The Tennessee Titans Know It's a New Year As Training Camp Begins

Joseph Hawkes-BeamonContributor IJuly 30, 2009

JACKSONVILLE, FL - NOVEMBER 16: Running back Chris Johnson #28 of the Tennessee Titans slips a tackle attempt by linebacker Daryl Smith #52 of the Jacksonville Jaguars at Jacksonville Municipal Stadium on November 16, 2008 in Jacksonville, Florida. (Photo by Doug Benc/Getty Images)

Forget about last year, Tennessee Titans' fans, it's a distant memory.

Most believed that last year was the Titans' best chance at winning the franchise's first Super Bowl.

Forget about how the season ended rather quickly in the AFC Divisional playoffs to the hated Baltimore Ravens, that's in the past.

It's time to turn the page to a new season.

Entering his 15th season as Head Coach of the Titans, Jeff Fisher is a great leader and motivator. His players love playing for him, and he is one of the more respected coaches in the NFL. Fisher is the Oilers/Titans all-time leader in wins, with 133, and knows he certainly does know how to win football games. Football experts have the Titans winning the AFC South again this year.

Fisher has a legitimate leader at quarterback in the ageless wonder, Kerry Collins.

Collins took over for the ineffective Vince Young and guided the Titans to an AFC best 13-3 record and the AFC South title. Collins was rewarded with a two-year, $15 million extension. Collins' contract reassures that he is the man under center.

If Collins has another season like he did in 2008, Young's tenure as a Titan could be in serious jeopardy.

Unhappy about loosing his starting job to Collins last year, Young told a Baltimore TV station on May 30th that it's time to play for another team if the Titans didn't want him. Young is under contract for three more seasons but will count $14 million against the salary cap in 2010.

The Titans know that they've got one of the better running back duos in football in Chris Johnson and the suddenly slimmer LenDale White. The duo gave opposing defenses fits last year as Johnson blazed past defenders, and White bulldozed would-be tacklers.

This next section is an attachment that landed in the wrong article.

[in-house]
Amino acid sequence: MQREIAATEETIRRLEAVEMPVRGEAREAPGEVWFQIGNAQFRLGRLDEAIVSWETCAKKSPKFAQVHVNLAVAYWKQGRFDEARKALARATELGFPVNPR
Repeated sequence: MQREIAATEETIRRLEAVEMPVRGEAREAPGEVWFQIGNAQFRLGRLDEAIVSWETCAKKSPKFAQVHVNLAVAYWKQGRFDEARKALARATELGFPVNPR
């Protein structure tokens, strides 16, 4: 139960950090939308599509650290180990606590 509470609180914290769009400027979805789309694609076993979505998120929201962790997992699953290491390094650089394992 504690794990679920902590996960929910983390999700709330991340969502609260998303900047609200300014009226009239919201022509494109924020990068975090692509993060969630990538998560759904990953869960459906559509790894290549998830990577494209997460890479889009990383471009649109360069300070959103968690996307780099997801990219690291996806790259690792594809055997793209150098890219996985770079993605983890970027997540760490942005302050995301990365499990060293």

Johnson had an unbelievable rookie season. He rushed for 1,228 yards and nine touchdowns. The Titans plan to get the ball in Johnson's hands more often by lining him up in the slot, as well as other spots on the field.

Entering his final year of his contract, White looks to improve his rushing total. 

After rushing for over a 1,000 yards in 2007, White took a step back in 2008. He rushed for only 773 yards but finished tied for first in the AFC with 15 rushing touchdowns. White hopes that with a lighter frame (he's slimmed down to 227 pounds) will help him gain more yards.

During training camp, it will be interesting to see who will emerge as the starting wide outs for the Titans.

Justin Gage has the inside track at being the No. 1 starting wide receiver. Gage had a team-best 651 yards receiving and a career-high six touchdown catches. The only question remains: who will line up on the other side of Gage?

The signing of former Pittsburgh Steelers' slot wide receiver Nate Washington was good, but not great. Washington is a good deep threat, but is he ready to become a go-to guy?

The drafting of former Rutgers University wide receiver Kenny Britt should pay off over time, but he remains unsigned. Britt finished his career as the Big East Conference's all-time leader in receiving yards with 3,043.

The Titans' defense will be under an enormous microscope heading into training camp.

Albert Haynesworth, the Titans' road blocker in the middle, became the highest paid defensive player in NFL history when he bolted for the Washington Redskins during the offseason. Since 2004, the Titans are 4-11 when Haynesworth doesn't start, so there should be some cause for concern. Is second year pro Jason Jones ready to fill the huge cleats left by Haynesworth?

With Haynesworth's departure, there could also be a ripple effect around the play of Tony Brown, Jevon Kearse, and Kyle Vanden Bosch. Haynesworth commanded countless double teams, which allowed the rest of the line to have one-on-one matchups. The Titans rarely had to blitz because the front four generated so much pressure to opposing quarterbacks.

Secondary coach Chuck Cecil takes over for former defensive coordinator Jim Schwartz, who left to become the head coach of the Detroit Lions. Cecil takes over a defense that ranked seventh in the NFL last season and sent three from the starting secondary (Cortland Finnegan, Michael Griffin, and Chris Hope) to the Pro Bowl.

The Titans secondary ranked second in the NFL, behind the Green Bay Packers, in total interceptions with 19.

As training camp opens Friday, Titans' training camp will be one of the more closely followed training camps this year.